I had in the recent past found many references to Viktor Frankl (1905-1997) (Wikipedia), most notably his view that “everything can be taken from a man but one thing: the last of the human freedoms—to choose one’s attitude in any given set of circumstances, to choose one’s own way.” (Frankl, 1992, p.75).

The quote is taken from Frankl’s book, Man’s Search for Meaning an introduction to logotherapy. The book is a personal account, an attempt at an objective summary of 3 years of life in concentration camps such as Auschwitz, Dachau, and others, from the perspective of a prisoner who was also psychiatrist. This summary then is a personal account of my reaction to my first, and certainly not my last reading.

The book is in two parts. The first is a reflection on concentration camp life; the second is an introduction to logotherapy, Frankl’s therapy to treat people suffering from neuroses. This summary is concerned with the first part of the book.

The book is not concerned with “the great horrors” (Frankl, 1992, p.17) which have been described many times by many people, it is instead concerned with the anonymous masses of people who died, who suffered and died, who suffered and survived, as well as those who inflicted the suffering and death.

It is hard to imagine let alone comprehend the life of a concentration camp prisoner, of living in unwashed clothes, of sleeping 9 to a bed (wooden boards) sharing 2 blankets in unheated huts, of trudging in grossly inadequate clothingkilometres in the predawn through snow and slush in ill-fitting shoes with no socks and then working all day in the same conditions. Repeat everyday. Of being continuously undernourished. Of facing the stark reality of brutality, depravation, and death everyday with no end in sight. Fully aware that your family and friends have likely been exterminated in the gas ovens, and that your irrelevant existence and identity had been reduced to a number tattooed on your skin. And that the “odds of surviving the camp were no more than one in twenty-eight, as can easily be verified by exact statistics.” (Frankl, 1992, p.118).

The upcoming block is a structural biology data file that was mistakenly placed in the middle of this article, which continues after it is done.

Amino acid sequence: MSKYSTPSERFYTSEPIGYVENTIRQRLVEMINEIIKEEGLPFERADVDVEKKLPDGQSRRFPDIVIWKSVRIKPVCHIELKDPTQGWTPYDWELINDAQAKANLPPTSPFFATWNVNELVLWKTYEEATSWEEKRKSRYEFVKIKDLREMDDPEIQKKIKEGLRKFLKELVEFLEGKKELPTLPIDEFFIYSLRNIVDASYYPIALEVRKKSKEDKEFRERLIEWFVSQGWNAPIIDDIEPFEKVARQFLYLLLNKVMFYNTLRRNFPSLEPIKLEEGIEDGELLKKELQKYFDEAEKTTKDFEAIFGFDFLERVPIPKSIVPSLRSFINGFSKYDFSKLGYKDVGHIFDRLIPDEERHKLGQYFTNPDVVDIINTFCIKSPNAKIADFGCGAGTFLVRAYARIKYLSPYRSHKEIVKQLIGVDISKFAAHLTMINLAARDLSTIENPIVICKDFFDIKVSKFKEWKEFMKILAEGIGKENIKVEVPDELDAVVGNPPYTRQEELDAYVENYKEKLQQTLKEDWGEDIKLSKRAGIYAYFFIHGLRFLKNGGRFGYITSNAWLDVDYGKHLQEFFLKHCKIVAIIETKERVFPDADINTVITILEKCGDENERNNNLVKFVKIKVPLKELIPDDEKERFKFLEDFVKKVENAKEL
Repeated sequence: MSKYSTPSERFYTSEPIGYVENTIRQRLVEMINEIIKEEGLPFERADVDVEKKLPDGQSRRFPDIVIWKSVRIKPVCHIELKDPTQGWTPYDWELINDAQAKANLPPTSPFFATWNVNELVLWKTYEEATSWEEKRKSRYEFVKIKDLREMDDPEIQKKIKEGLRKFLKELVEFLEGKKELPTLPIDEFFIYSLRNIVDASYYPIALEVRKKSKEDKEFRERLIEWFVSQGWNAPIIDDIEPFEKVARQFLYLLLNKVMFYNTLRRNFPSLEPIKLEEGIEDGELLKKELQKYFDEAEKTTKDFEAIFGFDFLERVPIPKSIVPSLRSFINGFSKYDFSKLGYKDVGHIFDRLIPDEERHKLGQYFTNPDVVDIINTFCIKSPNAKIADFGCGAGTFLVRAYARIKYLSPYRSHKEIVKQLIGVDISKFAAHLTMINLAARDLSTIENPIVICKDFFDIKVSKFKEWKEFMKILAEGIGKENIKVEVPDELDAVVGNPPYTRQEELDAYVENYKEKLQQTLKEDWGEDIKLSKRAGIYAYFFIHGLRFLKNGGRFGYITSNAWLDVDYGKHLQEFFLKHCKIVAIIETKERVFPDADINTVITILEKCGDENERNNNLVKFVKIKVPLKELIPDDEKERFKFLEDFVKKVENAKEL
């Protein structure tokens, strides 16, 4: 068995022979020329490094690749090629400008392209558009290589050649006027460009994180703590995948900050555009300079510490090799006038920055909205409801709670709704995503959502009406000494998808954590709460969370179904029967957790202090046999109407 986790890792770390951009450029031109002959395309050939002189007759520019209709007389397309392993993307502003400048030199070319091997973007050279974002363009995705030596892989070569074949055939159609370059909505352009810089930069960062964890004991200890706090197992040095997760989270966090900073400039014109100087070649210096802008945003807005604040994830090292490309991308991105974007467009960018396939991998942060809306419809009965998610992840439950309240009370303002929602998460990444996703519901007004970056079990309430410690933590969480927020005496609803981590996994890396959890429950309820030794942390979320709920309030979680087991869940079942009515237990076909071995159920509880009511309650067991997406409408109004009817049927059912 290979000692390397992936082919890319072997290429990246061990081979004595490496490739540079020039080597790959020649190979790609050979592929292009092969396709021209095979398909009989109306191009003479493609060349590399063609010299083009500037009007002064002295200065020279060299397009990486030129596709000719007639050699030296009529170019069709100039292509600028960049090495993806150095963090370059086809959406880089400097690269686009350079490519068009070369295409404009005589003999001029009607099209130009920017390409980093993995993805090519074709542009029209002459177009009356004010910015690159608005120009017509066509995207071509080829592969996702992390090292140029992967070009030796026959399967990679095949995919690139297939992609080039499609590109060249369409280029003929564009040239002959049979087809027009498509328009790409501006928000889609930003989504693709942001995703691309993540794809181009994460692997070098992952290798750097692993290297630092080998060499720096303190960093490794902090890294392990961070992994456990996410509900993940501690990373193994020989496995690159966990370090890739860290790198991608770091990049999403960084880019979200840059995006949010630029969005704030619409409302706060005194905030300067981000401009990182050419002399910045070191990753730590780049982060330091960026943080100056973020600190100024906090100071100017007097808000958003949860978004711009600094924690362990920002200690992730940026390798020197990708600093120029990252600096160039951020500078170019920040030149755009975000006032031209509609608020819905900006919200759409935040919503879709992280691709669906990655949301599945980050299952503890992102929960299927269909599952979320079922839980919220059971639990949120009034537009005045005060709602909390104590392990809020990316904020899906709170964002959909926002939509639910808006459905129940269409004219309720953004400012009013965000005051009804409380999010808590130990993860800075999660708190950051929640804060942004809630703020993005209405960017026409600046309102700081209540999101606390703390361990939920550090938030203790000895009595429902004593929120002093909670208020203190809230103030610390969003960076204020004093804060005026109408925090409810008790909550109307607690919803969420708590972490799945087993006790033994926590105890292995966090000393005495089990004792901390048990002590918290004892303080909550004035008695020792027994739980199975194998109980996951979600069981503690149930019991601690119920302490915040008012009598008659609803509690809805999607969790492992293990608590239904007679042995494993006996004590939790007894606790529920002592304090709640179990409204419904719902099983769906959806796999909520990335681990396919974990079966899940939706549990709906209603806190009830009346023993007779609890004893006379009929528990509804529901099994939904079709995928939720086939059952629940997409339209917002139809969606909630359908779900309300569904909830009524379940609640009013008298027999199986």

It would be easy for most of us to loose hope under such conditions, having nothing left to live for and to give up, as it “was an unrelenting struggle for daily bread and for life itself, for one’s own sake or for that of a good friend.” (Frankl, 1992, p.18). Conditions were so bad that Frankl decided against rousing a fellow prisoner one night who was thrashing about in a horrible nightmare, withdrawing his hand that was about to wake him, realising at the last moment that “no dream, no matter how horrible, could be as bad as the reality of the camp which surrounded us, and to which I was about to recall him.” (Frankl, 1992, p.41).

But through his writing, bitterness if it exists is not evident, especially considering the provocations endured. All things considered, the book is probably as objective a reflection as anyone who had suffered the experience could hope to make. In spite of his sufferings, and Frankl mentions suffering a great deal, he is remarkably philosophical; he likes to quote Nietzsche:  “That which does not kill me, makes me stronger,” (Frankl, 1992, p.89) but he does not advocate avoidable suffering, only that it is possible to find meaning in spite of the suffering; Nietzsche  again:  “He who has a why to live can bear with almost any how.” (Frankl, 1992, p.9).

For the layperson it is easy to imagine classic lay predictions of responses to the conditions Frankl endured such as give up and die, degenerate into an undifferentiated primal and feral mob, or survive and become bitter. Instead people became more different. We cannot predict the behaviours of people; their roles, camp guard or capos (privileged and often brutal prisoners who worked in camp administrative positions) did not provide predictive certainty; “we watched and witnessed some of our comrades behave like swine while others behaved like saints. Man has both potentialities within himself; which one is actualized depends on decisions but not on conditions.” (Frankl, 1992, p.135). Yet in spite of his sufferings, Frankl also said that “No man should judge unless he asks himself in absolute honesty whether in a similar situation he might not have done the same.” (Frankl, 1992, p.58).

Few of us have or will ever face the suffering of Frankl and his fellow prisoners. For me, Frankl’s message is that perhaps we should not be so quick to judge others, and that regardless of our situation, we have the choice of how we will behave and the attitude we will adopt. We alone decide whether we will act like swine or saints, and whether or not we will find meaning in our journey and in oursuffering.

I was humbled by Frankl’s book, and I recommend it. I have also decided that I have nothing to complain about.

“Live as if you were living for the second time and had acted as wrongly the first time as you are about to act now!” (Frankl, 1992, p.114)


Frankl, V. E. (1992). Man’s search for meaning; an introduction to logotherapy. Boston,: Beacon Press.